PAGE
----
Whatever you do, don’t touch them. Stinging nettles will give you a painful, poison-ivy-like rash. Instead, consider eating this moisture-loving weed.

Rich in vitamin A, calcium, fiber, and more, stinging nettles, or Urtica dioica, are actually very good for you—as long as you don’t directly handle them while they’re uncooked.

Nettles are among the first wild leafy greens of spring. And they grow in abundance in the Pacific Northwest, home to many wild edible greens—from dandelions to watercress.

Be sure to wear gloves if you harvest nettles yourself. If you buy already-bagged nettles at a local farmers market, you can drop the contents right into a pot for steaming or boiling. Cooking destroys the hard-to-see hairs fraught with irritating chemicals on their leaves and stems. After that, you can treat nettles like cooked spinach. Puree them into soups or pesto. Make nettle tea.

Like most wild spring greens, nettles are best early in the season—when they’re most tender and mild. “Later in the season, you don’t want to eat the older leaves,” says Jim Freed, an Olympia-based Washington State University regional extension specialist emeritus of special forest products. “They’re very bitter.” In general, wild greens “aren’t bland. They all have distinct flavors—everything from lemony to very bitter and earthy.”

Before retiring three years ago, Freed used horticultural techniques to help landowners manage forest plants and also developed agroforestry practices with indigenous people around the world. Today, he advises foragers to consider their location before collecting wild greens.

“I tell people not to pick cattails where people are walking,” Freed says. “Find a nice, fresh site somewhere, and go to where the newer growth is, the young shoots. Also, avoid ditches that might have agricultural run-off. You don’t want to pick watercress, for example, where there’s run-off from the road or pesticides or herbicides.”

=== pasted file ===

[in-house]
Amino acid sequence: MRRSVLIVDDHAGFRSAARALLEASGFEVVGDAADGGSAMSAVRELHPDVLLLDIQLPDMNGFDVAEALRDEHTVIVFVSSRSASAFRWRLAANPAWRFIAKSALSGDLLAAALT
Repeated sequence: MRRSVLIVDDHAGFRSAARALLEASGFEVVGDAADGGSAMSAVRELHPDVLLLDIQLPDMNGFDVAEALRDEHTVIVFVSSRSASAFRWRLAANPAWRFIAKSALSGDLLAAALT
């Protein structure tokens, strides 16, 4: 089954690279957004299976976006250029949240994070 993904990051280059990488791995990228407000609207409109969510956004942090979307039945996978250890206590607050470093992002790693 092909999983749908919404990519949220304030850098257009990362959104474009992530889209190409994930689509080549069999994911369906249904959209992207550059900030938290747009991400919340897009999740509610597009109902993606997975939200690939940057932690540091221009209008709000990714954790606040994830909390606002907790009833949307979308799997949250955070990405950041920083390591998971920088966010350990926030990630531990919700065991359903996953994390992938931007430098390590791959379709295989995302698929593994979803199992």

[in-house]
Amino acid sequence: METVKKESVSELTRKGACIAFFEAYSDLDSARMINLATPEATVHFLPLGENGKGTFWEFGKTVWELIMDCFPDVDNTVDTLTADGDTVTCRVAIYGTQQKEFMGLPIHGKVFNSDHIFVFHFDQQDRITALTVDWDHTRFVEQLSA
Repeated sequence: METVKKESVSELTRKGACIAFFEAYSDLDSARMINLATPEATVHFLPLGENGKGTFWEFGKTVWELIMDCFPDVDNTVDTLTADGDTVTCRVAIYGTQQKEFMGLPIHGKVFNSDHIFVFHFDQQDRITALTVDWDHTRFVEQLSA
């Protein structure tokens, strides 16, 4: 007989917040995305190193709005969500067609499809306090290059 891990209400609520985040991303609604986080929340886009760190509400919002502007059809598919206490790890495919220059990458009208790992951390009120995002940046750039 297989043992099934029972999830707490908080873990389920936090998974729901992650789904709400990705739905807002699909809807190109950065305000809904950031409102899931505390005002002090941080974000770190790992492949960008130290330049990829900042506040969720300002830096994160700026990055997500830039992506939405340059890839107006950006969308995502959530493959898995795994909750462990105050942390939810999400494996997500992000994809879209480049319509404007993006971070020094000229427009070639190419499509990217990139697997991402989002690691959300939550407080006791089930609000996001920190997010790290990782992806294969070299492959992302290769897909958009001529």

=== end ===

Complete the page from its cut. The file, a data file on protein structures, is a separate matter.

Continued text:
Ken Mudge (’80 PhD Hort.), professor emeritus of horticulture at Cornell University’s School of Integrative Plant Science, Section of Horticulture, and co-author of Farming the Woods, cautions against over-harvesting. “Some collectors will go into an area and strip it clean. They will pick all the plants of a particular species, slowing down generations of that plant in that area for years and years. Someone who has respect for the forest is going to harvest much less. You can really only pick five percent in a given area, in general, if you expect the plant population to be stable.”

Wild spring greens don’t keep long and are best as fresh as you can eat them. “They’re rather delicate,” Freed says. “They’re not like spinach or kale or chard, which can be stored and handled and shipped. These, once you pick them, often within a couple hours they don’t look very palatable.”


Watercress, or Nasturtium officinale, is often associated with high tea and crustless sandwiches. Don’t let its dainty leaves fool you; they pack a peppery punch. They’re also rich in vitamins A, C, and K. Look for watercress near ponds, shallow lakes, and slow-moving streams—and bring a zip-top bag. Freed suggests placing freshly cut stems in three or four ounces of water while continuing to forage. “They will last longer that way,” he says.